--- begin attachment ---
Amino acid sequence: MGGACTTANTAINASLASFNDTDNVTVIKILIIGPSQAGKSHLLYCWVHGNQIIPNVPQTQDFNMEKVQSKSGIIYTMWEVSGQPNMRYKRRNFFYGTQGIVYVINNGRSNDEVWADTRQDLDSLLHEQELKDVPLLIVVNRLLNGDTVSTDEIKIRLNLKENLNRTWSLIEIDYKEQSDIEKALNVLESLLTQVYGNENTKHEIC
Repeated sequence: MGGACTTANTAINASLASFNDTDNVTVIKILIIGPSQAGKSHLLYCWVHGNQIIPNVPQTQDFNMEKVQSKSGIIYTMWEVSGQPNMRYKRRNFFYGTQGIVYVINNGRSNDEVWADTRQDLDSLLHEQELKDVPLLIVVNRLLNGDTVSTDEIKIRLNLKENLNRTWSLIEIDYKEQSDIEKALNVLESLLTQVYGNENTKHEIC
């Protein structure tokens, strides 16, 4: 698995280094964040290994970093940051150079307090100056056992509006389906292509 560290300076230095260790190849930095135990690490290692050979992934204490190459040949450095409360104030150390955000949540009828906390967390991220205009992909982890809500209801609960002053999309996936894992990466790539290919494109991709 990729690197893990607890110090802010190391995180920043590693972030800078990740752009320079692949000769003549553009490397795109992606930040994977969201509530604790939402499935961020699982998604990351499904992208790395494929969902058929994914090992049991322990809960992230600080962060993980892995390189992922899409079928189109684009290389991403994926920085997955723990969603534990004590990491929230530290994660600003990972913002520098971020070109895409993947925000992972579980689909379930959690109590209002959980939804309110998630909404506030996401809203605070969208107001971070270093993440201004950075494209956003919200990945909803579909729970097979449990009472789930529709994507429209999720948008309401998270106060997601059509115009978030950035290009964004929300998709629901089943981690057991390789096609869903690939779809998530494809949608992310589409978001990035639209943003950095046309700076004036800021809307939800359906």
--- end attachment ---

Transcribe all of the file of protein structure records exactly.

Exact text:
Amino acid sequence: MGGACTTANTAINASLASFNDTDNVTVIKILIIGPSQAGKSHLLYCWVHGNQIIPNVPQTQDFNMEKVQSKSGIIYTMWEVSGQPNMRYKRRNFFYGTQGIVYVINNGRSNDEVWADTRQDLDSLLHEQELKDVPLLIVVNRLLNGDTVSTDEIKIRLNLKENLNRTWSLIEIDYKEQSDIEKALNVLESLLTQVYGNENTKHEIC
Repeated sequence: MGGACTTANTAINASLASFNDTDNVTVIKILIIGPSQAGKSHLLYCWVHGNQIIPNVPQTQDFNMEKVQSKSGIIYTMWEVSGQPNMRYKRRNFFYGTQGIVYVINNGRSNDEVWADTRQDLDSLLHEQELKDVPLLIVVNRLLNGDTVSTDEIKIRLNLKENLNRTWSLIEIDYKEQSDIEKALNVLESLLTQVYGNENTKHEIC
């Protein structure tokens, strides 16, 4: 698995280094964040290994970093940051150079307090100056056992509006389906292509 560290300076230095260790190849930095135990690490290692050979992934204490190459040949450095409360104030150390955000949540009828906390967390991220205009992909982890809500209801609960002053999309996936894992990466790539290919494109991709 990729690197893990607890110090802010190391995180920043590693972030800078990740752009320079692949000769003549553009490397795109992606930040994977969201509530604790939402499935961020699982998604990351499904992208790395494929969902058929994914090992049991322990809960992230600080962060993980892995390189992922899409079928189109684009290389991403994926920085997955723990969603534990004590990491929230530290994660600003990972913002520098971020070109895409993947925000992972579980689909379930959690109590209002959980939804309110998630909404506030996401809203605070969208107001971070270093993440201004950075494209956003919200990945909803579909729970097979449990009472789930529709994507429209999720948008309401998270106060997601059509115009978030950035290009964004929300998709629901089943981690057991390789096609869903690939779809998530494809949608992310589409978001990035639209943003950095046309700076004036800021809307939800359906």